Screened as part of NZIFF 2016

Notes on Blindness 2016

Directed by Peter Middleton, James Spinney Framing Reality

Over three years, writer and theologian John Hull kept a series of audio diaries recounting his experience after losing his eyesight. This inventive documentary transposes his perceptions to film with startling success.

UK In English
90 minutes CinemaScope / DCP



Mike Brett
Jo-Jo Ellison
Steve Jamison
Peter Middleton
James Spinney
Alex Usborne


Gerry Floyd


Julian Quantrill

Production designer

Damien Creagh


Joakim Sundström


James Ewers


Dan Skinner (John Hull)
Simone Kirby (Marilyn Hull)


San Francisco 2016


Special Jury Prize (Documentary)
San Francisco International Film Festival 2016

“In 1983, after years of failing sight, John Hull, a professor of theology in Birmingham, England, became completely blind. Soon after, he began keeping an audio diary, saying, ‘I had to think about blindness, because if I didn’t understand it, it would defeat me’. The understanding he reached, through years of quiet and sometimes painful probing, was profound: Oliver Sacks called the published version of Hull’s diaries ‘the most extraordinary, precise, deep and beautiful account of blindness I have ever read’.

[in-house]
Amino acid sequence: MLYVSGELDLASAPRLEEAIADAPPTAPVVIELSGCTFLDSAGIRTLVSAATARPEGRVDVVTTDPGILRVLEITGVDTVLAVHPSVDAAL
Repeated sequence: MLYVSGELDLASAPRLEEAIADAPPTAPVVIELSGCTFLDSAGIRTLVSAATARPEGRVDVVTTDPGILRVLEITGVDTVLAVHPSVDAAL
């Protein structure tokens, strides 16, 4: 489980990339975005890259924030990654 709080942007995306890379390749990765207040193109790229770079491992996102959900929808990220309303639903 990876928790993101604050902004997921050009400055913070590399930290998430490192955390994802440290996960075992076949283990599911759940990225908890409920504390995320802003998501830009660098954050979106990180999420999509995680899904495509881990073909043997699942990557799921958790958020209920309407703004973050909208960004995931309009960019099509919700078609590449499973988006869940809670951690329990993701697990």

In this penetrating and eloquent documentary, filmmakers Peter Middleton and James Spinney have mined Hull’s original tapes as well as interviews with Hull and his wife to evoke Hull’s inner world. The film combines the voices of Hull and his family – performed by actors and woven into a sensitive sound design by the accomplished sound editor Joakim Sundström – with images that represent his experiences, memories and dreams through reenactment and metaphor. Tracing Hull’s struggle ‘to retain the fullness of my humanity’, Notes on Blindness conjures both the loveliness of a visual world tragically lost to him and the value of what remains. For Hull, out of sight was never out of mind.” Juliet Clark, San Francisco International Film Festival

“Creatively rearranging reality to put a viewer inside someone else’s head is the finest aim of non-fiction filmmaking, and this documentary pulls that off with both stylistic panache and emotional grace.” Daniel Schindel, The Film Stage